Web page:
The 2014 U.S. Preventive Services Task Force (USPSTF) recommendation for behavioral counseling interventions for adults with cardiovascular disease (CVD) risk factors would be cost effective based on the conventional cost-effectiveness threshold, according to the results of a study published recently in Diabetes Care.
The study estimated that the intervention would cost approximately $13,900 per quality-adjusted life year (QALY).
“We estimate that under the new USPSTF recommendation on behavioral counseling for CVD prevention, ~98 million Americans are eligible for the intervention, which would cost $64 billion if all were to participate,” wrote Ji Lin, of the division of diabetes translation at the Centers for Disease Control and Prevention, and colleagues. “Applying the conventional ‘willingness-to-pay’ cutoff of $50,000/QALY, the intervention is cost effective for the overall targeted population as well as for each age group.”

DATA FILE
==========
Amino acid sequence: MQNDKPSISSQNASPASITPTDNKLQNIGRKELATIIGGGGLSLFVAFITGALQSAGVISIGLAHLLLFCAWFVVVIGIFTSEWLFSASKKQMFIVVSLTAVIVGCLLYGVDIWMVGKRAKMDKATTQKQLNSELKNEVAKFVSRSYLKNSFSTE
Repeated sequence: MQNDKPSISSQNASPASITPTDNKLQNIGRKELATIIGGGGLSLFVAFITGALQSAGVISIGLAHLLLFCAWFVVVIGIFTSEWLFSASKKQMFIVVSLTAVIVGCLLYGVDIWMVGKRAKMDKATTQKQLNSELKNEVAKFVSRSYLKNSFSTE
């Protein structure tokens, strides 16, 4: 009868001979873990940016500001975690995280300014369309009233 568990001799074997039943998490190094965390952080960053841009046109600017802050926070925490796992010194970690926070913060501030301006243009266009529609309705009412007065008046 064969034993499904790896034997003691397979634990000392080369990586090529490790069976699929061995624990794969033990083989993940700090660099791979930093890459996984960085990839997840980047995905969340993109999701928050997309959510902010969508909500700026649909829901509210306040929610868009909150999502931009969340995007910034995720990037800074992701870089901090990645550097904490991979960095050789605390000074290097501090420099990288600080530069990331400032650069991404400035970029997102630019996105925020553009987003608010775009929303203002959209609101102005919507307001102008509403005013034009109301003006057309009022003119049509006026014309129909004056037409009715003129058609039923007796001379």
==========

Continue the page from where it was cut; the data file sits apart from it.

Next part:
In August 2014, the USPSTF released a recommendation for intensive behavioral counseling to reduce CVD risks in overweight or obese adults with one or more of these risk factors: hypertension, dyslipidemia, impaired fasting glucose or metabolic syndrome. The intervention would be delivered by trained professionals and would include a healthy diet and physical activity, individual feedback, problem-solving skills and an individualized plan.
With this study, Li and colleagues assessed the long-term cost effectiveness of the implementation of this intervention in the United States. Using a disease progression model, they simulated the 25-year cost-effectiveness of the recommendation for all eligible U.S. adults and subgroups.